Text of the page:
For New Yorkers, for Americans, and for the world, the 1920s would prove to be the decade with the most rapid technological change in history. In one generation, travel by horse and carriage would make way for autos; people would travel underground, and soon, in the sky; wireless radio would change ship travel; kitchen appliances and indoor plumbing would become mainstream; light would come from a switch and heat through pipes; telephones would appear in the majority of homes; and the canned music and crackling voice of radio would provide home entertainment and news.One minor quibble I have with it is that it’s a bit fictionalized and novelistic, including details that I can’t imagine are all actually attested in contemporary sources. But that certainly adds to the vividness, and it’s a very vivid book. Definitely recommended.
¹ So in this post I have two cases of the same or similar titles appearing in italics as the name of a standalone work or series, and also in quotation marks as the title of an episode of a series. There’s something wrong with that.
|F||HALFPENNY (pron. HAY-puh-nee)|
|V||MILNGAVIE (pron. mill-GUY, a town near Glasgow)|
¹ In the radio spelling alphabet sense, of course.
² According, of course,
Then on Sunday we saw closing night of The Big Broadcast of 1954, and had a blast. We’d seen opening night, too, and it was neat to notice the minor differences — such as PMRP’s favorite deployed Marine delivering the recorded opening speech. Yay srakkt!
This was a great show, and while we regret that geography kept us from participating this year, we enjoyed the opportunity to experience a show purely as audience members. If I listed all the great performances and nifty touches I’d be typing all night, but I have to mention just how much the band, Jaggery, added to the performance. (The background music for the final climactic ride in Sleepy Hollow was especially effective.) Everybody involved should be very very proud, and I can’t wait to hear the Ride Across America CD when it comes out and see what the other radio-drama groups that participated came up with.
Then Monday night I helped plumtreeblossom and one of her downstairs neighbours hand out candy to Trick-or-Treaters, which was lots of fun and something I almost never get to do since I’ve usually got Hallowe’en night commitments. And we finished up Hallowe’en night with a nice chat with vanguardcdk and a Twilight Zone episode.
( More details (including a link to purchase tickets), shamelessly stolen from vanguardcdk. )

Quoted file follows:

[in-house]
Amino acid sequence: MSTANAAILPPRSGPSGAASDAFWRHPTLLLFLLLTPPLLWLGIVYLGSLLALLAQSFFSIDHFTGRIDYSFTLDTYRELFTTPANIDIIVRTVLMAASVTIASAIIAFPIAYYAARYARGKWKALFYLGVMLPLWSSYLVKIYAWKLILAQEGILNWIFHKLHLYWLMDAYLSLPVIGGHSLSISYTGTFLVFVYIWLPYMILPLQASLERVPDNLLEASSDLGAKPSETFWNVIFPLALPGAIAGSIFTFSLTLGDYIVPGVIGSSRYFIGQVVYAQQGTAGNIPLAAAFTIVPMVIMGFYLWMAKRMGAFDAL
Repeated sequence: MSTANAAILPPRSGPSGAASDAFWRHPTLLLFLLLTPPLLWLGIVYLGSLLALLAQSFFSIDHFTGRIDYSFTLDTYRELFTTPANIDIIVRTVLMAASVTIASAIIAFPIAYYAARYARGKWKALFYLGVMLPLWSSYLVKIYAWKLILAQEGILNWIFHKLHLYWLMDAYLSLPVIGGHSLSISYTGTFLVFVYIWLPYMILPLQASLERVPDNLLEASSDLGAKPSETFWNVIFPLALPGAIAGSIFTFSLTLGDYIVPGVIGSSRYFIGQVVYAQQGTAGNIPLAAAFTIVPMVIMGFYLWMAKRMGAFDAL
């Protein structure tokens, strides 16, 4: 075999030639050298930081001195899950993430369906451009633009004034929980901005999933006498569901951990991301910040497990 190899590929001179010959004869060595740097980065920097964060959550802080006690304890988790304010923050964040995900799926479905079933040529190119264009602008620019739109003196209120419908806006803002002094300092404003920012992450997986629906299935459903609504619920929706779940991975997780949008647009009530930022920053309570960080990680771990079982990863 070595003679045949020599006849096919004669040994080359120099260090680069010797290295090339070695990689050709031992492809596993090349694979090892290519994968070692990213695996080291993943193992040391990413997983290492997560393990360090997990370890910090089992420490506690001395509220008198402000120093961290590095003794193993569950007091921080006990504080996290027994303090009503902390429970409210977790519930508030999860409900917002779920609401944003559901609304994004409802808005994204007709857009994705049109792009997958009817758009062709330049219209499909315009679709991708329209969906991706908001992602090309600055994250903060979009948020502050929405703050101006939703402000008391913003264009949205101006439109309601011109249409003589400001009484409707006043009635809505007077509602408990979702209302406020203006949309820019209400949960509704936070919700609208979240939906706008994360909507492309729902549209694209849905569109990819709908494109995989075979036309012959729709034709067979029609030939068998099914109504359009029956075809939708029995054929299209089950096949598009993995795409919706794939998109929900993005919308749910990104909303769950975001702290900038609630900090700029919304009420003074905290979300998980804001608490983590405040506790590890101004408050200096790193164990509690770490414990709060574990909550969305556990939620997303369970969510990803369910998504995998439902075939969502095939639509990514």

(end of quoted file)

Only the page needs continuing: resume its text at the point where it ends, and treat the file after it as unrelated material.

Then yesterday (Saturday) we went to see the Boston Ballet. Aside from The Nutcracker, this was the first time I’d seen ballet live, and I loved it, as did plumtreeblossom. They performed three pieces. ( More about the performances. )
We got relatively affordable tickets through MIT, but I think they may have us hooked. (“Psst! Hey, kids, wanna see a ballet? All the cool kids are doing it! First one’s free!”)
Then today we helped surrealestate and DD move to their new condo. (Well, and Julian moved too, but he wasn’t really carrying his weight. Kid’s a slacker — he didn’t even help with the chest freezer!) Their new place is much closer to plumtreeblossom’s, and is really nice. I’m looking forward to having them a bit more conveniently located. They had a lot of people helping and everything they were planning to move got moved in good time.
Then tonight were tryouts for PMRP’s summer live radio drama trilogy. I’m trying out for voice rôles this time (after doing a lot of Foley); plumtreeblossom is trying out for both voice and Foley. That was fun, and we’ll see what happens.
Life is good.
And now it’s 11:30pm and I’m home and really tired (physical labour will do that to you), and it’s just barely conceivable that I will be asleep before midnight for a change.
This is basically a somewhat embellished re-creation of 1930s-1940s radio drama — the voice actors are in costume, but standing at mics, and the Foley artists (including me) have our own little section of the stage with our own set of mics where we make the sound effects in various ways from the mundane (knocking on a door to make the sound of knocking on a door) to the creative (a previous show used crunching celery for the sound of dismembering a body).
The shows are at 7:30 Thursday the 28th, Friday the 29th, and Saturday the 30th, and we have a Sunday matinée at 2pm on the 31st, so you can still get your trick-or-treating in. The show runs about 2½ hours. There will also be yummy old-time candies.
For more details or to buy tickets, see the show’s web site. You can buy tickets in advance either online (for a small fee) or at the Somerville’s box office, or at the box office the night of the show, but it’s a bit cheaper to buy in advance.
plumtreeblossom is also involved in the show — she’s house marm, so you’ll see her keeping the concessions sellers and newsies in line, and keeping a watchful eye out for that troublesome muckraking reporter, Leda Leaper.